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By Brendan Malkin Despite the loss of three key tenants, Matrix Chambers has reported a 19 per cent revenue hike for the first six months of the 2004-05 financial year.
Despite the loss of three key tenants, Matrix Chambers has reported a 19 per cent revenue hike for the first six months of the 2004-05 financial year.
Turnover for the six-month period from April is £5.45m, some £1.04m up on 2003-04.
The set hopes to maintain growth for the second half to exceed £10m at the year-end. Turnover last year stood at £9.2m. Matrix was ranked 29th by turnover in The Lawyer’s Bar Top 30 2004.
All tenants have been given a 1 per cent rebate on their chambers contributions – the 20 per cent of each barrister’s earnings that pay for the set’s running costs.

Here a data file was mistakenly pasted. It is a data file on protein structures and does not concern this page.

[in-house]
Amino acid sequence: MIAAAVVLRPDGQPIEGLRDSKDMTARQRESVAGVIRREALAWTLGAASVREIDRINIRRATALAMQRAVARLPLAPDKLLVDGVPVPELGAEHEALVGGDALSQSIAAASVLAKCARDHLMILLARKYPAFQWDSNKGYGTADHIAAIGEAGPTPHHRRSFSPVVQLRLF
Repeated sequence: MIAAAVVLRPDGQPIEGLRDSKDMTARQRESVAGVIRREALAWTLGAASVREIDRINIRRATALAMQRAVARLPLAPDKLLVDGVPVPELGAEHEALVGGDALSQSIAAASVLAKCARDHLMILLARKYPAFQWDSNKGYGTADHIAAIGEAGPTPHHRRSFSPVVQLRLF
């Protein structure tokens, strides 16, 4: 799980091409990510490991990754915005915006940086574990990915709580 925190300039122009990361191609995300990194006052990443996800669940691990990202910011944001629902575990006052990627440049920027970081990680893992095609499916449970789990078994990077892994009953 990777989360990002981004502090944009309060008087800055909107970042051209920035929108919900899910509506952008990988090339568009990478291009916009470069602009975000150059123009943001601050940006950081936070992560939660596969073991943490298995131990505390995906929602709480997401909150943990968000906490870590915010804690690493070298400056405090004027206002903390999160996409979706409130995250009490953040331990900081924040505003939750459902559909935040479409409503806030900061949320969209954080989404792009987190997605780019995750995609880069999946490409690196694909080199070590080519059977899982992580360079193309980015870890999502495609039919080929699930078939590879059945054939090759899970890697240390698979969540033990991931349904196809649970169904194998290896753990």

Chief executive Nick Martin said the recent turnover rises are linked to improved fee collection and underlying growth, stemming partly from its involvement in key commercial cases, notably advising on various aspects of the GE-Honeywell merger and advising the liquidators of BCCI in their ongoing claim against the Bank of England. The hiring of four tenants from Hailsham Chambers in the last year has not had a major influence on the set’s financial performance, said Martin.
The barristers to have left Matrix are: Ken Macdonald QC, the set’s highest earner in the first six months of 2003-04, who was appointed the new Director of Public Prosecutions; David Bean QC, who went to the High Court bench; and Murray Hunt, the new legal adviser to the joint standing committee on human rights.
Matrix’s improved fees collection has meant it has reduced its average debtor days to 150, compared with 200-250 just six months ago.
Crime now represents one-fifth of earnings, while the set is also winning more large-scale immigration and commercial arbitration work.